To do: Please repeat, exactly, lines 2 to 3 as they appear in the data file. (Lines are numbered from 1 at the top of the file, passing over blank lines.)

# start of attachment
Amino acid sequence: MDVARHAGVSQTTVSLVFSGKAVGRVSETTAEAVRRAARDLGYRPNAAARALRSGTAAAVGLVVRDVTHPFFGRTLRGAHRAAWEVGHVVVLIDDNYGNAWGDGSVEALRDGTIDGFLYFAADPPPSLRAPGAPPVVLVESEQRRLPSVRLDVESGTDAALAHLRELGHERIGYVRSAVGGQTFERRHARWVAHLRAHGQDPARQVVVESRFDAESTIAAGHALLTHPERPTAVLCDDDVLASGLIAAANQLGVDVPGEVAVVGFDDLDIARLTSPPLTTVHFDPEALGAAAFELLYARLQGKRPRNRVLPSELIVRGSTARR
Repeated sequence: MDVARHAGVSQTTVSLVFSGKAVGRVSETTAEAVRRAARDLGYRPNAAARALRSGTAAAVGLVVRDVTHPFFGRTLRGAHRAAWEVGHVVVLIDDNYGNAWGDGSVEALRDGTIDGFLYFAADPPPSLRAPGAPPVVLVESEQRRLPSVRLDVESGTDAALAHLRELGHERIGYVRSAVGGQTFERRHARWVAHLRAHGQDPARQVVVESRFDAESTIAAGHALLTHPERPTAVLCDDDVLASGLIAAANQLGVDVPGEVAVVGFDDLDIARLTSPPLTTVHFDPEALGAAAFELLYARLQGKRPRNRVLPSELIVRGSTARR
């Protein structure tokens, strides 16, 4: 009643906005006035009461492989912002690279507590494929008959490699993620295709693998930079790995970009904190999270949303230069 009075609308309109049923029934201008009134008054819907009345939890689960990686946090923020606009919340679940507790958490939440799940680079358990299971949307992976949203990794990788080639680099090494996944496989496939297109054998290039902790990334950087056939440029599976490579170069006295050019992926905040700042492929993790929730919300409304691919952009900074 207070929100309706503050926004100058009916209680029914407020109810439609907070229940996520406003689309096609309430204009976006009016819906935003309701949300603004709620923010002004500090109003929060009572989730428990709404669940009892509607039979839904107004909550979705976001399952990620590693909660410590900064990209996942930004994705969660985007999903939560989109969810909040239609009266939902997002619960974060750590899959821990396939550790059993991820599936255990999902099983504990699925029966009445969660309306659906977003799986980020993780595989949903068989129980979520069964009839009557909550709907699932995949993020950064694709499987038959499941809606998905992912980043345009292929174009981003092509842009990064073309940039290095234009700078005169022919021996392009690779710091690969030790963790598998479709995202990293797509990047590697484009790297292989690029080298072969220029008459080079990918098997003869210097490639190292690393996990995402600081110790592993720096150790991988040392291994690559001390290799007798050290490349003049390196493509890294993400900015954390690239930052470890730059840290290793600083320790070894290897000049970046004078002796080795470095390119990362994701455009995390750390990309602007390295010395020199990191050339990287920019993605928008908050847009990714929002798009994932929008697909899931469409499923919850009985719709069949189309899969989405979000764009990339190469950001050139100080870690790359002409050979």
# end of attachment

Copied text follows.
Repeated sequence: MDVARHAGVSQTTVSLVFSGKAVGRVSETTAEAVRRAARDLGYRPNAAARALRSGTAAAVGLVVRDVTHPFFGRTLRGAHRAAWEVGHVVVLIDDNYGNAWGDGSVEALRDGTIDGFLYFAADPPPSLRAPGAPPVVLVESEQRRLPSVRLDVESGTDAALAHLRELGHERIGYVRSAVGGQTFERRHARWVAHLRAHGQDPARQVVVESRFDAESTIAAGHALLTHPERPTAVLCDDDVLASGLIAAANQLGVDVPGEVAVVGFDDLDIARLTSPPLTTVHFDPEALGAAAFELLYARLQGKRPRNRVLPSELIVRGSTARR
């Protein structure tokens, strides 16, 4: 009643906005006035009461492989912002690279507590494929008959490699993620295709693998930079790995970009904190999270949303230069 009075609308309109049923029934201008009134008054819907009345939890689960990686946090923020606009919340679940507790958490939440799940680079358990299971949307992976949203990794990788080639680099090494996944496989496939297109054998290039902790990334950087056939440029599976490579170069006295050019992926905040700042492929993790929730919300409304691919952009900074 207070929100309706503050926004100058009916209680029914407020109810439609907070229940996520406003689309096609309430204009976006009016819906935003309701949300603004709620923010002004500090109003929060009572989730428990709404669940009892509607039979839904107004909550979705976001399952990620590693909660410590900064990209996942930004994705969660985007999903939560989109969810909040239609009266939902997002619960974060750590899959821990396939550790059993991820599936255990999902099983504990699925029966009445969660309306659906977003799986980020993780595989949903068989129980979520069964009839009557909550709907699932995949993020950064694709499987038959499941809606998905992912980043345009292929174009981003092509842009990064073309940039290095234009700078005169022919021996392009690779710091690969030790963790598998479709995202990293797509990047590697484009790297292989690029080298072969220029008459080079990918098997003869210097490639190292690393996990995402600081110790592993720096150790991988040392291994690559001390290799007798050290490349003049390196493509890294993400900015954390690239930052470890730059840290290793600083320790070894290897000049970046004078002796080795470095390119990362994701455009995390750390990309602007390295010395020199990191050339990287920019993605928008908050847009990714929002798009994932929008697909899931469409499923919850009985719709069949189309899969989405979000764009990339190469950001050139100080870690790359002409050979």